How it works
Recovery room scammers target people who have already been the victim of a scam, whether their own scam or another fraudster’s scam. They contact victims and pretend they can help them – for a fee – get back the money they lost in online investment and trading scams, such as binary options trading schemes, foreign exchange investments and crypto-currency investments. They seldom explain how they will recover the money, and if they do, the explanation is false or implausible. They always ask for their fee upfront, often by credit card, and the amounts they end up debiting to a customer’s card can be very significant. Sometimes the fee is payable in crypto-currency.
Recovery room scammers often have customers’ details because they’ve scammed them previously. Sometimes, however, other scammers share these details with them. And sometimes, there are links to the recovery room scammers’ websites on sites visited by scam victims while trying to get their money back. They may contact customers posing as a representative from a regulator, a government agency working to recover lost funds or the police. Having details about the customers, including the amounts they’ve lost, gives them extra credibility. It also works to their advantage that victims are invariably desperate to get back their money.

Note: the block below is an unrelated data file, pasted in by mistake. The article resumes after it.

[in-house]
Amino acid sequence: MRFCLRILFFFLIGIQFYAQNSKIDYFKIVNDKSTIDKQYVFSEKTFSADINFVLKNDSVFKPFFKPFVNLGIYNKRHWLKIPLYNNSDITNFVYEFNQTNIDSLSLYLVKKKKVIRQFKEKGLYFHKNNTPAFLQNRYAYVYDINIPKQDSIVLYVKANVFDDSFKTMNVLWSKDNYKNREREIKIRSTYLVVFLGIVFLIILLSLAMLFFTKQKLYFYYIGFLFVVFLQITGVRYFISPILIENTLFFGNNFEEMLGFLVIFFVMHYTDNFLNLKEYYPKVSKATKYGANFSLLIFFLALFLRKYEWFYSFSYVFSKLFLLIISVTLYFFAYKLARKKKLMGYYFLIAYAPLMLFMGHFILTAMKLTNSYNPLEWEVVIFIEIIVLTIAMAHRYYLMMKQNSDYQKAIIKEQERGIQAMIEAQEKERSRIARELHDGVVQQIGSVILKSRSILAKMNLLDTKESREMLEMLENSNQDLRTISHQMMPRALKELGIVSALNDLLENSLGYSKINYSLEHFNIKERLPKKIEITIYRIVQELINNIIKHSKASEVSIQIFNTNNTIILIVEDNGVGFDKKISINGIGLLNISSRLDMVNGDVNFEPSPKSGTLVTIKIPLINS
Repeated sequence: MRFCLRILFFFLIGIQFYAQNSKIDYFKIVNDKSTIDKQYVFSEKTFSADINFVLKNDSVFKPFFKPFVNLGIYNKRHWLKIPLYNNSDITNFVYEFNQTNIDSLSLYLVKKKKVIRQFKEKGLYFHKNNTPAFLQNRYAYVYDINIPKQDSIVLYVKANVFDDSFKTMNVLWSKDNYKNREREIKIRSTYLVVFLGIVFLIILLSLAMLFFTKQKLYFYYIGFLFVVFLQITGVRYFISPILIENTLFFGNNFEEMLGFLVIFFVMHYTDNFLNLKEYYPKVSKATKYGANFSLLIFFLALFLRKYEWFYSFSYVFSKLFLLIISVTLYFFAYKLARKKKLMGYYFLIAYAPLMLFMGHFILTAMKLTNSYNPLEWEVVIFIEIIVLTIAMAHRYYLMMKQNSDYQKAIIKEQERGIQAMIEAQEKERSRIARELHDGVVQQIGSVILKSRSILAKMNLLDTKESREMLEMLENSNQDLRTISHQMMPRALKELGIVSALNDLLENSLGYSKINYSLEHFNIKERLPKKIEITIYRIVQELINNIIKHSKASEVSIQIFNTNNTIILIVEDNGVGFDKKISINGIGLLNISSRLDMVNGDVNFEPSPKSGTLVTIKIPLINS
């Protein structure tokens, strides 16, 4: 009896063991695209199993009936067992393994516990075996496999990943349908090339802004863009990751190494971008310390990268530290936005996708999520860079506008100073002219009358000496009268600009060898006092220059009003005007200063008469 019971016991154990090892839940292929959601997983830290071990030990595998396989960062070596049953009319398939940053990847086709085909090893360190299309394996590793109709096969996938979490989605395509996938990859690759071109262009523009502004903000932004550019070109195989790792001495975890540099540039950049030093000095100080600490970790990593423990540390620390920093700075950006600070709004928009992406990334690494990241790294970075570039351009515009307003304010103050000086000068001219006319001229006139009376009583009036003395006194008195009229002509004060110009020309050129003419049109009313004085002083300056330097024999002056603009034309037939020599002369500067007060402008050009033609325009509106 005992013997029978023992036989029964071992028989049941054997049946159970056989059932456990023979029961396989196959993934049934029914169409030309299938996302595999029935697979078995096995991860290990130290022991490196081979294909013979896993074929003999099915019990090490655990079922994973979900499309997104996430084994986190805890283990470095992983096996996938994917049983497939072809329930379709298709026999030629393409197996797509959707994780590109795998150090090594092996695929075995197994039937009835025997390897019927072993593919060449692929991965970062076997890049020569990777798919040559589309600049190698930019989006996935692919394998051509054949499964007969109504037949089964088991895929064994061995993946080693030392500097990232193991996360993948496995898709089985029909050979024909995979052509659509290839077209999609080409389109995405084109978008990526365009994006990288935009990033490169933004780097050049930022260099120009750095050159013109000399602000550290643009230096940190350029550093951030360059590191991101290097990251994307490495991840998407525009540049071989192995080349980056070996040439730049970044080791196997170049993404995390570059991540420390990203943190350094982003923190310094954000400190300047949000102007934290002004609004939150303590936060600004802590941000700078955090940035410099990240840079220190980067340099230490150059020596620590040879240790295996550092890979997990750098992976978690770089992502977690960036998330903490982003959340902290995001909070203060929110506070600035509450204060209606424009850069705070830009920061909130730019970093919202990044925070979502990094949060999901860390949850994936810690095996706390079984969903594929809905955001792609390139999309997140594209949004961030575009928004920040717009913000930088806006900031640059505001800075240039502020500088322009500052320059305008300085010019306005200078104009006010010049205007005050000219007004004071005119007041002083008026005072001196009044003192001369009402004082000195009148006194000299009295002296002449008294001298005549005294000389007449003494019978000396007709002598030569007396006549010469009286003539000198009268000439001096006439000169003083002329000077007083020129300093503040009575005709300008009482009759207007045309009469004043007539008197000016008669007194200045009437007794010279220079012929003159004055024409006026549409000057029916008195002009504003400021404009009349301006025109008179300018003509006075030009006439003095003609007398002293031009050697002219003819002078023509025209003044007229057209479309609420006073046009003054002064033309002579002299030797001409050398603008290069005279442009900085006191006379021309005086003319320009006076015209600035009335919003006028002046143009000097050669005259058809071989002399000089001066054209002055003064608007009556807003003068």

The recovery room’s methods can include getting customers to make a chargeback request to their bank, asking the bank to reverse their credit card transactions made to the fraudsters. The bank is unlikely to know the customer has lost money, because scam victims are often too embarrassed to report it.
Recovery room scammers sometimes give customers template wording to use when making a chargeback request. The wording can be long-winded and confusing and can quote irrelevant overseas laws (because scammers often don’t understand chargeback rules, including banks’ responsibilities when processing and disputing transactions).
The chargeback requests are almost always unsuccessful and the customer is further out of pocket. However, it costs nothing to approach the bank directly and ask it to seek a chargeback on your behalf.
Once the scam victim pays upfront fees to the recovery room fraudster, he or she won’t get any money back from the previous scam and won’t hear from the recovery room again. Getting any money back from either scam can be very difficult.
Sadly, some people continue to fall victim to repeated recovery room scams about the same fraud.
The Banking Ombudsman Scheme offers a free independent service
We provide a free dispute resolution service to customers who have a complaint about their bank. You don't have to pay a claims management company or any other third party to claim a refund, or to lodge a complaint with us or with your bank. You can lodge your complaint with us directly and for free.
What should I do if I’ve been scammed?
If you’ve been a victim of a scam, be very careful about paying someone to help you get your money back. The person may not be genuine, and you may well be at risk of further loss. Instead, talk for free to your bank, the police or us.
See also our Quick Guide: Common scams targeting bank customers.
Last reviewed November 2021